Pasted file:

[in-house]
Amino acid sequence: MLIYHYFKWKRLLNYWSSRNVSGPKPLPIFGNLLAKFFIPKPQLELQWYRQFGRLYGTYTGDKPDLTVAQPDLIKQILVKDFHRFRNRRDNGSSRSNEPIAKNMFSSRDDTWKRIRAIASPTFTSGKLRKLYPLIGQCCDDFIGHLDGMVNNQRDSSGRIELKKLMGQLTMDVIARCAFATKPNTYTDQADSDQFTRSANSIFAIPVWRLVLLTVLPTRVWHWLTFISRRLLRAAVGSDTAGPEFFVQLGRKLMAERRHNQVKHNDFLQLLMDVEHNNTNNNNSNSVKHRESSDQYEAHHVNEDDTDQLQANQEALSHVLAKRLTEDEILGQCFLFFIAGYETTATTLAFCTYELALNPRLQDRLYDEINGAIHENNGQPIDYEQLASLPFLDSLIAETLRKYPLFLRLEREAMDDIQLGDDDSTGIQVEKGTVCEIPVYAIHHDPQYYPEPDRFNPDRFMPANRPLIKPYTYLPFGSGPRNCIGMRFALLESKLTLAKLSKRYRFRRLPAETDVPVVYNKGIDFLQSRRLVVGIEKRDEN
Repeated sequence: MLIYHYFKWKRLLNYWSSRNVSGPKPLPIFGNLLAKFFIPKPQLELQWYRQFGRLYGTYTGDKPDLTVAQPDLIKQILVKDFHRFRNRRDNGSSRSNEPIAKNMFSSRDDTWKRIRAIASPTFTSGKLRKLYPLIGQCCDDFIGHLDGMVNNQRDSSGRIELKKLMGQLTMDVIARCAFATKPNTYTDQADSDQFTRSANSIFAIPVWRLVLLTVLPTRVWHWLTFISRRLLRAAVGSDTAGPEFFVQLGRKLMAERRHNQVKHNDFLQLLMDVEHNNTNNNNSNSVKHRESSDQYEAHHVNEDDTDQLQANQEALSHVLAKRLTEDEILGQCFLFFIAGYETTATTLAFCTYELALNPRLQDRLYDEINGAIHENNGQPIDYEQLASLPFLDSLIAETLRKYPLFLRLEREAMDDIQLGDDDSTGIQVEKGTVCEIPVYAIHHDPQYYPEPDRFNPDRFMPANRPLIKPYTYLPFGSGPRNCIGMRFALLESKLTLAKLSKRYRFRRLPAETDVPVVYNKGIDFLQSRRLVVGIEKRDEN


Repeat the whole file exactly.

[in-house]
Amino acid sequence: MLIYHYFKWKRLLNYWSSRNVSGPKPLPIFGNLLAKFFIPKPQLELQWYRQFGRLYGTYTGDKPDLTVAQPDLIKQILVKDFHRFRNRRDNGSSRSNEPIAKNMFSSRDDTWKRIRAIASPTFTSGKLRKLYPLIGQCCDDFIGHLDGMVNNQRDSSGRIELKKLMGQLTMDVIARCAFATKPNTYTDQADSDQFTRSANSIFAIPVWRLVLLTVLPTRVWHWLTFISRRLLRAAVGSDTAGPEFFVQLGRKLMAERRHNQVKHNDFLQLLMDVEHNNTNNNNSNSVKHRESSDQYEAHHVNEDDTDQLQANQEALSHVLAKRLTEDEILGQCFLFFIAGYETTATTLAFCTYELALNPRLQDRLYDEINGAIHENNGQPIDYEQLASLPFLDSLIAETLRKYPLFLRLEREAMDDIQLGDDDSTGIQVEKGTVCEIPVYAIHHDPQYYPEPDRFNPDRFMPANRPLIKPYTYLPFGSGPRNCIGMRFALLESKLTLAKLSKRYRFRRLPAETDVPVVYNKGIDFLQSRRLVVGIEKRDEN
Repeated sequence: MLIYHYFKWKRLLNYWSSRNVSGPKPLPIFGNLLAKFFIPKPQLELQWYRQFGRLYGTYTGDKPDLTVAQPDLIKQILVKDFHRFRNRRDNGSSRSNEPIAKNMFSSRDDTWKRIRAIASPTFTSGKLRKLYPLIGQCCDDFIGHLDGMVNNQRDSSGRIELKKLMGQLTMDVIARCAFATKPNTYTDQADSDQFTRSANSIFAIPVWRLVLLTVLPTRVWHWLTFISRRLLRAAVGSDTAGPEFFVQLGRKLMAERRHNQVKHNDFLQLLMDVEHNNTNNNNSNSVKHRESSDQYEAHHVNEDDTDQLQANQEALSHVLAKRLTEDEILGQCFLFFIAGYETTATTLAFCTYELALNPRLQDRLYDEINGAIHENNGQPIDYEQLASLPFLDSLIAETLRKYPLFLRLEREAMDDIQLGDDDSTGIQVEKGTVCEIPVYAIHHDPQYYPEPDRFNPDRFMPANRPLIKPYTYLPFGSGPRNCIGMRFALLESKLTLAKLSKRYRFRRLPAETDVPVVYNKGIDFLQSRRLVVGIEKRDEN